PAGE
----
4
$\begingroup$

In this answer I have rearranged an equation from somewhere, and now I can not relocate the source. My re-aranged form is:

$$M_{Abs} = 5 \left(\log_{10}(1329) -\frac{1}{2}\log_{10}(\text{albedo}) -\log_{10}(D_{km})\right)$$

This is the relationship between the absolute magnitude of an object and its diameter and albedo, assuming it is spherical.

Question: What is a good source for any form of this equation to which I can link in my answer?

$\endgroup$
3
  • $\begingroup$ This shouldn't be hard to derive. Twice as large = 4 times as bright, double the albedo = double the brightness, convert both to changes in magnitude, and apply to original absolute magnitude. $\endgroup$
    – user21
    Commented Apr 23, 2018 at 21:53
  • 1
    $\begingroup$ Found while reading for another Q: Wikipedia: Absolute magnitude: Planets $\endgroup$
    – Mike G
    Commented Jun 25, 2019 at 4:57
  • $\begingroup$ @MikeG Yep, thanks! While I don't see the exact expression there verbatim but I see enough pieces of it in similar form that it is certainly there in spirit. Thanks! $\endgroup$
    – uhoh
    Commented Jun 25, 2019 at 5:03

2 Answers 2

4
$\begingroup$

The JPL CNEOS asteroid size estimator and various asteroid albedo papers cite Harris and Harris 1997. That paper is behind a paywall, but Stuart and Binzel 2004 attribute this formula to it: $$ H = C - 5 \log_{10} D - 2.5 \log_{10} p_V$$ where $H$ is absolute magnitude, $p_V$ is albedo, and $C$ = 15.618.

$\endgroup$
2
  • $\begingroup$ That's numerically equivalent and so it will do, thank you! I'm still going to try to find the source that has the exact expression log${}_{10}$(1329) in my own quixocity because it bothers me that I've lost a reference (I suspect due to a variant of this). $\endgroup$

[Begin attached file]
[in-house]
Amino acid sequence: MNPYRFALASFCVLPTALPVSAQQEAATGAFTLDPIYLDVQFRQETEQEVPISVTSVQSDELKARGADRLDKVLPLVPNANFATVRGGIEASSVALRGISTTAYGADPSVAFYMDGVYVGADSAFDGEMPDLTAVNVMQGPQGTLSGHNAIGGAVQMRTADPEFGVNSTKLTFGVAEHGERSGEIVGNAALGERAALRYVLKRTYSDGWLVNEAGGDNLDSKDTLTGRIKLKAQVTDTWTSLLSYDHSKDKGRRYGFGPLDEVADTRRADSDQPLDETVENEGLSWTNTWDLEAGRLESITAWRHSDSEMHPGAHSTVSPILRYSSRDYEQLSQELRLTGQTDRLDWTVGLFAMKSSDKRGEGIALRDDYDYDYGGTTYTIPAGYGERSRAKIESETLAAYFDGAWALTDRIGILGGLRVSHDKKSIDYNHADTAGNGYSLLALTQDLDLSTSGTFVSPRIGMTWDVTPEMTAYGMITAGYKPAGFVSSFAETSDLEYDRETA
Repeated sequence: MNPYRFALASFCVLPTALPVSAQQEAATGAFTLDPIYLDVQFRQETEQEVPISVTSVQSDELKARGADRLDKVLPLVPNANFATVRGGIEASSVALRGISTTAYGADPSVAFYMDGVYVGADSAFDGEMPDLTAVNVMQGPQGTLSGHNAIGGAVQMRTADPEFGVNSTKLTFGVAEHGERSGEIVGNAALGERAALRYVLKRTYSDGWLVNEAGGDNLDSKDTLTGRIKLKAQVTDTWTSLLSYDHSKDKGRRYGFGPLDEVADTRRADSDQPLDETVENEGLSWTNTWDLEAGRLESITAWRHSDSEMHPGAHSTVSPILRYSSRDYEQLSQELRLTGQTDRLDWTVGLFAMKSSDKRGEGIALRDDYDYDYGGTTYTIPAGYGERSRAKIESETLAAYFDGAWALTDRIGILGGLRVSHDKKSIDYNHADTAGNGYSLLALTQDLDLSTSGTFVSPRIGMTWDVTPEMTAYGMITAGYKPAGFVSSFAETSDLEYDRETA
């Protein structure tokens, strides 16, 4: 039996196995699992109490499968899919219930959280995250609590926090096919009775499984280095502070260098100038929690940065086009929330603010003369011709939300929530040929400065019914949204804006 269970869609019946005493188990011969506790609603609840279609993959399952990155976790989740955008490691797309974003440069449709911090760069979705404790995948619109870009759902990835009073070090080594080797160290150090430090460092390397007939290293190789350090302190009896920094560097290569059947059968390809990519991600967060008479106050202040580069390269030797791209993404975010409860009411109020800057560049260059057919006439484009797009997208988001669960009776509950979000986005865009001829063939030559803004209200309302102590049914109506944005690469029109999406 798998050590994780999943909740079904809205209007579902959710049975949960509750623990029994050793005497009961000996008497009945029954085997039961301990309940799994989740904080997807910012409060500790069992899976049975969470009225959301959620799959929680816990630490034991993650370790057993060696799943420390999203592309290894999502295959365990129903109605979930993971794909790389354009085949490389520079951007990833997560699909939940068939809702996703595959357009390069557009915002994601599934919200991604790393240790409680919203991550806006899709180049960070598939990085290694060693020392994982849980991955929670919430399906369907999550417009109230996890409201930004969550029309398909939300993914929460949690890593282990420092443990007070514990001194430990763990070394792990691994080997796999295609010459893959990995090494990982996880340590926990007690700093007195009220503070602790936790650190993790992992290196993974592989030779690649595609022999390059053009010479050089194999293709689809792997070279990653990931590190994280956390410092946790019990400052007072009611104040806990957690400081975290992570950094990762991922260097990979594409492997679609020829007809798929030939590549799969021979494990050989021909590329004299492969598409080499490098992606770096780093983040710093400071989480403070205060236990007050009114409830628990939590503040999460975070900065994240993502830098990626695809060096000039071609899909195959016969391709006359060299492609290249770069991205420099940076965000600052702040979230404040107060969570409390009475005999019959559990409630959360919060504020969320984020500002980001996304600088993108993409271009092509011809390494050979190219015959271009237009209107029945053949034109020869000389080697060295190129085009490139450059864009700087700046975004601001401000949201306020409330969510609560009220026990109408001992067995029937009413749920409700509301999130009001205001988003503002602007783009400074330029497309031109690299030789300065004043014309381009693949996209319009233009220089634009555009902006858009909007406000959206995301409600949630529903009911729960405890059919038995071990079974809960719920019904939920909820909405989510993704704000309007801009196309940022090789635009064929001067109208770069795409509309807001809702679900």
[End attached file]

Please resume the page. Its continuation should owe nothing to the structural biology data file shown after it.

– uhoh
    Commented Apr 23, 2018 at 22:47
  • $\begingroup$ It may be trivial, but I finally got my $\log_{10}(1329)$. $\endgroup$
    – uhoh
    Commented Jan 18, 2022 at 20:11
2
$\begingroup$

A source of this mathematical expression is:

THE ALBEDO DISTRIBUTION OF NEAR EARTH ASTEROIDS, Edward L. Wright et.al.

This mathematical expression appears in the introduction to this article, and is attributed there to:

"Application of photometric models to asteroids", by Bowell, Edward ; Hapke, Bruce ; Domingue, Deborah ; Lumme, Kari ; Peltoniemi, Jouni ; Harris, Alan W. pages 524-556

Best regards.

Updated:

The full demonstration of the expression can be found in Appendix A of:

Binary asteroid population. Angular momentum content. P. Pravec, A.W. Harris

$$d \cdot \sqrt p=K\cdot 10^{-\frac H 5}$$

Where:

$$K=2 \ (AU)_{km} \cdot 10^{\frac{V_s}5}$$

The absolute magnitude of Sun is:

$V_s=-26.762$

$(AU)_{km}=149.6\cdot 10^6 \ km$

$$K=2 \cdot 149.6 \cdot 10^6 \cdot 10^{-\frac{26.762}5}=1329 \ km$$

Finally:

$$\boxed{H=5 \log \frac{1329}{d\cdot \sqrt p}}$$

Best regards again.

$\endgroup$
1
  • $\begingroup$ $\log_{10}(1329)$ and all. Excellent! $\endgroup$
    – uhoh
    Commented Jan 18, 2022 at 20:10

You must log in to answer this question.

Not the answer you're looking for? Browse other questions tagged .